He was born on the family estate of Pendrea in St Buryan, Cornwall. He left Exeter College, Oxford without taking a degree, and entered Lincoln's Inn in 1594. From 1603 until his death he was elected, with one exception, to each parliament, sitting invariably for a constituency of his native county. For several years his sympathies were in antagonism to the court party. Yet every commission that was appointed numbered Noy among its members, and even those who were opposed to him in politics acknowledged his learning.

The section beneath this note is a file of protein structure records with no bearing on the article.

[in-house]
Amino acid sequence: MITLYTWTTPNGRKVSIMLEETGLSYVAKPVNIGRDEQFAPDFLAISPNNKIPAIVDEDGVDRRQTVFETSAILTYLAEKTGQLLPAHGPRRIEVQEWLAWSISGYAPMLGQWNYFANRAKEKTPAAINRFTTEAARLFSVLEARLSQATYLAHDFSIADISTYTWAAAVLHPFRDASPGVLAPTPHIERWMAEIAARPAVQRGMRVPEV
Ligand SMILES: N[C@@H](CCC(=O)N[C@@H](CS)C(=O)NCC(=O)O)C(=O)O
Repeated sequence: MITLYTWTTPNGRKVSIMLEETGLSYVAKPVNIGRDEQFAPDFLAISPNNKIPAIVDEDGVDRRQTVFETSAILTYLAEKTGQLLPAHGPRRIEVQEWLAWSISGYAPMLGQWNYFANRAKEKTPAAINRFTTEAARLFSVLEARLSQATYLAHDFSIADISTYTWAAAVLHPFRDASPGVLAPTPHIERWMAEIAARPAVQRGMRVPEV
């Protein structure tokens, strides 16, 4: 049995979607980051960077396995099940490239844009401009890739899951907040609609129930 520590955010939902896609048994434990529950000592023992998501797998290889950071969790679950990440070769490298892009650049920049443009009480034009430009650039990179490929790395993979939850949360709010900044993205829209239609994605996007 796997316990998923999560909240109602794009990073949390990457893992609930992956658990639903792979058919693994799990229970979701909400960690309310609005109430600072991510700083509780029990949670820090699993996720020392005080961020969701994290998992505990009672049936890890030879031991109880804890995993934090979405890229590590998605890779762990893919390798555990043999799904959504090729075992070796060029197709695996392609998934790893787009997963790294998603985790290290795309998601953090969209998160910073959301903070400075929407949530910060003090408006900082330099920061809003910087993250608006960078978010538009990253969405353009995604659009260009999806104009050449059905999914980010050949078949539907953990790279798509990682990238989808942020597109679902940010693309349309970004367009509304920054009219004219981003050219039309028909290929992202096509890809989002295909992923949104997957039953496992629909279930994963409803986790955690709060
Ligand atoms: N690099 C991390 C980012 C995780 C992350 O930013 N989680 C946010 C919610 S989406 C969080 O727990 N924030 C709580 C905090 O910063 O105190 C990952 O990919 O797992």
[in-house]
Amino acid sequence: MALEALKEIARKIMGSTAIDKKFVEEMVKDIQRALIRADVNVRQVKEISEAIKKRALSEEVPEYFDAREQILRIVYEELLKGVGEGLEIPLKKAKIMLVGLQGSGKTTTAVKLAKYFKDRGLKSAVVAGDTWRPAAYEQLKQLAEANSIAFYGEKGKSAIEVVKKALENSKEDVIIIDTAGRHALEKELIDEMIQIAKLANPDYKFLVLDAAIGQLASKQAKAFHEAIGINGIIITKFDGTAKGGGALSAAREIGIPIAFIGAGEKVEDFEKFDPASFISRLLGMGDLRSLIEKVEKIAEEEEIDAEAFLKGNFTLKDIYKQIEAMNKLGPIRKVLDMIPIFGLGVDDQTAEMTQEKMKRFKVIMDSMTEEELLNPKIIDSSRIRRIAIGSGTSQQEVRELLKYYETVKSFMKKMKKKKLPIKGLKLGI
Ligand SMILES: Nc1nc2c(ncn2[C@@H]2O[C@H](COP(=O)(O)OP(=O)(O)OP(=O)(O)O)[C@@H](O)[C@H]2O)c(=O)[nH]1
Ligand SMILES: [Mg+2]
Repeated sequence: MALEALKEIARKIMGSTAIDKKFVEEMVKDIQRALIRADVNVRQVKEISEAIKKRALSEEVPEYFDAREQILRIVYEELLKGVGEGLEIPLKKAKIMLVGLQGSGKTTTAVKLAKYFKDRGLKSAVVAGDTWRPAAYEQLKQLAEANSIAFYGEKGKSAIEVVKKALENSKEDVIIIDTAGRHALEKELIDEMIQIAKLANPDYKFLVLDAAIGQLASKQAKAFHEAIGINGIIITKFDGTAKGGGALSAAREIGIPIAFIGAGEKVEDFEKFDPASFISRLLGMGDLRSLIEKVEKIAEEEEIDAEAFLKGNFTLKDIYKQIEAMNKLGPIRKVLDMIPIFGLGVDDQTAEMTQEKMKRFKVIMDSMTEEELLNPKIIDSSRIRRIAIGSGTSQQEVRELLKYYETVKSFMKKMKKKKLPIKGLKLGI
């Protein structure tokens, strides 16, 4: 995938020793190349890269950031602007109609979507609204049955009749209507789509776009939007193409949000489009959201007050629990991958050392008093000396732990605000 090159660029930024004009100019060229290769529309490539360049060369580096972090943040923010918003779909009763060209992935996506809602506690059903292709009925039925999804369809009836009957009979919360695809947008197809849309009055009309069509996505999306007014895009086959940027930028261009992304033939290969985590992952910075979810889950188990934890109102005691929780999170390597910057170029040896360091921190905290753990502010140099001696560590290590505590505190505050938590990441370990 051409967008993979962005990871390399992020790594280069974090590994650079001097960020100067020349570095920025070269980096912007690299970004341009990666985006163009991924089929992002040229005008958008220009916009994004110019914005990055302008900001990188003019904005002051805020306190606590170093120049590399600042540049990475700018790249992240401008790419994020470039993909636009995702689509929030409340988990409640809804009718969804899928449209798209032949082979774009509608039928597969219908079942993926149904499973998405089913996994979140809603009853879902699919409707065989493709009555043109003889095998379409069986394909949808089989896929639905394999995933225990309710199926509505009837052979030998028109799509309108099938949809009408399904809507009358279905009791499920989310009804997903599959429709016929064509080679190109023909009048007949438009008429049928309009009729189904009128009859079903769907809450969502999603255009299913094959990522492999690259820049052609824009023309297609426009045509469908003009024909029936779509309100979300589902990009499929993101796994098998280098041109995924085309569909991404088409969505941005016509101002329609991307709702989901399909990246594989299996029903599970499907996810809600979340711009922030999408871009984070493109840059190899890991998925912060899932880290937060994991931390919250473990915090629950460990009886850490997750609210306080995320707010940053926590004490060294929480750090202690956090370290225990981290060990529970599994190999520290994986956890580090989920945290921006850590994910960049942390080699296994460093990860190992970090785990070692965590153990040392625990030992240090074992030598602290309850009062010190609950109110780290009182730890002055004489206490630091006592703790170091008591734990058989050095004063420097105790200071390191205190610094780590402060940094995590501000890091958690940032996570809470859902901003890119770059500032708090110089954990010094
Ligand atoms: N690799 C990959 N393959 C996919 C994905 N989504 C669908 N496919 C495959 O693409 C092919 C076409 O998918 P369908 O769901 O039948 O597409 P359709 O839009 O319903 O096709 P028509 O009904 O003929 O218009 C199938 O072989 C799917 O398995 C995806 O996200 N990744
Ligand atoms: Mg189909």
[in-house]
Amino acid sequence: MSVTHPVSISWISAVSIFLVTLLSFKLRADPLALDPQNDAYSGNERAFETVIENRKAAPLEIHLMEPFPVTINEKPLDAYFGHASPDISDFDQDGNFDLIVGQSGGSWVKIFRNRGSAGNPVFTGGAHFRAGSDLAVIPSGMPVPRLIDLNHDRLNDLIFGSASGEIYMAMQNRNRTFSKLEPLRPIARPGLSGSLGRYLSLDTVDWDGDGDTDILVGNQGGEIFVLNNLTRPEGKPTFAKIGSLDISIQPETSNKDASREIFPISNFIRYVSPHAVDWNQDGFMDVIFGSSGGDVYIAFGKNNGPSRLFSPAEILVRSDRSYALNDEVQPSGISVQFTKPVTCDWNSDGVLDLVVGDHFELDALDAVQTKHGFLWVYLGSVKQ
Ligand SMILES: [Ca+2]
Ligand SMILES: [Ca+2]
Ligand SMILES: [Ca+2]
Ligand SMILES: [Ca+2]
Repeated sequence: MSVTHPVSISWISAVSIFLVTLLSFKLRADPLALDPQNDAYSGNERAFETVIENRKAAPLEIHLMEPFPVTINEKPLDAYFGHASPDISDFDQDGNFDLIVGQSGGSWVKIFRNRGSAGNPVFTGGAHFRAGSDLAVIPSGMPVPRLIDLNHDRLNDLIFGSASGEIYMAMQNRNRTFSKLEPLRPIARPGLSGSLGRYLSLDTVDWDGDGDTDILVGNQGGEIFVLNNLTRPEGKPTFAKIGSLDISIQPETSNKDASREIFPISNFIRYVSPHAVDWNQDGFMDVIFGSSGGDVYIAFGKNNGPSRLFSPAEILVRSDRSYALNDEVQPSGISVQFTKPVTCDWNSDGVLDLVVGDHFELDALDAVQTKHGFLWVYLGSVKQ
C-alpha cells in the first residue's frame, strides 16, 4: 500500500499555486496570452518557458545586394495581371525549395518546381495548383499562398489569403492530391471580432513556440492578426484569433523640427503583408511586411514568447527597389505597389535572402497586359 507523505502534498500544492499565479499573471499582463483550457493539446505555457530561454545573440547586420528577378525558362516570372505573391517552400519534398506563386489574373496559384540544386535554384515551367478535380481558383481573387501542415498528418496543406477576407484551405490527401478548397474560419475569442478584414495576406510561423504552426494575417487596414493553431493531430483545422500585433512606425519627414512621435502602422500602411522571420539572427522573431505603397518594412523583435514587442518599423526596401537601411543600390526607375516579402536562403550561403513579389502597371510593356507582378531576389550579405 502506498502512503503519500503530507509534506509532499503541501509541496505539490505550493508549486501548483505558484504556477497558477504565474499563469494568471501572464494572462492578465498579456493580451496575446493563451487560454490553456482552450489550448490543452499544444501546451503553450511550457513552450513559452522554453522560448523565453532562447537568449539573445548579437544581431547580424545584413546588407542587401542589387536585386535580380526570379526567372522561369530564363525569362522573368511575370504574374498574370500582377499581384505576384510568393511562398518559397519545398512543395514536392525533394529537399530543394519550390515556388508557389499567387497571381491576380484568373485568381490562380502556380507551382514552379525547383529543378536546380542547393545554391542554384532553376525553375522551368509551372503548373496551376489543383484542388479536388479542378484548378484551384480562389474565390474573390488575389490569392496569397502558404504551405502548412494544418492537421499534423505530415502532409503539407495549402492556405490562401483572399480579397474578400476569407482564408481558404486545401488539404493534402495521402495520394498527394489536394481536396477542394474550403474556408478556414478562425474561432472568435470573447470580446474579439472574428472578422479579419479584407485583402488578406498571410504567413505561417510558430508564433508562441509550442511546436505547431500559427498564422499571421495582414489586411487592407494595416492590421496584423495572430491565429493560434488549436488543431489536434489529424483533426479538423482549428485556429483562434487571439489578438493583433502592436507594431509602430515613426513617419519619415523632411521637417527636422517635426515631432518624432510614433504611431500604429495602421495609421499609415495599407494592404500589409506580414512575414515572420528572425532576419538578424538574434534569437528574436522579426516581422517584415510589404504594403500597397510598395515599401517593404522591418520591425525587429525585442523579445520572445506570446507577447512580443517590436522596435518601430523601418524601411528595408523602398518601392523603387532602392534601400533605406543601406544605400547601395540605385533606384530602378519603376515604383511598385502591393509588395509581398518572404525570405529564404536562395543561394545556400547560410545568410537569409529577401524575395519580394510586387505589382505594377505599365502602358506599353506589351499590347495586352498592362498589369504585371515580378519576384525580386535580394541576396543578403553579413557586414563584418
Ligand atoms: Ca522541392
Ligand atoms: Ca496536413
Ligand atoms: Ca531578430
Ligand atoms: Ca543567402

A few years before his death he changed political allegiance, went over to the side of the court, and in October 1631 he was created Attorney-general, but was never knighted. It was through his advice that the impost of ship money was levied, resulting in a controversy that helped trigger the English Civil War. Noy suffered from stones, and died in great pain; he was buried at New Brentford church.
His principal works are On the Grounds and Maxims of the Laws of this Kingdom (1641) and The Compleat Lawyer (1661).
||This article includes a list of references, related reading or external links, but its sources remain unclear because it lacks inline citations. (February 2012)|
- This article incorporates text from a publication now in the public domain: Chisholm, Hugh, ed. (1911). "Noy, William". Encyclopædia Britannica (11th ed.). Cambridge University Press.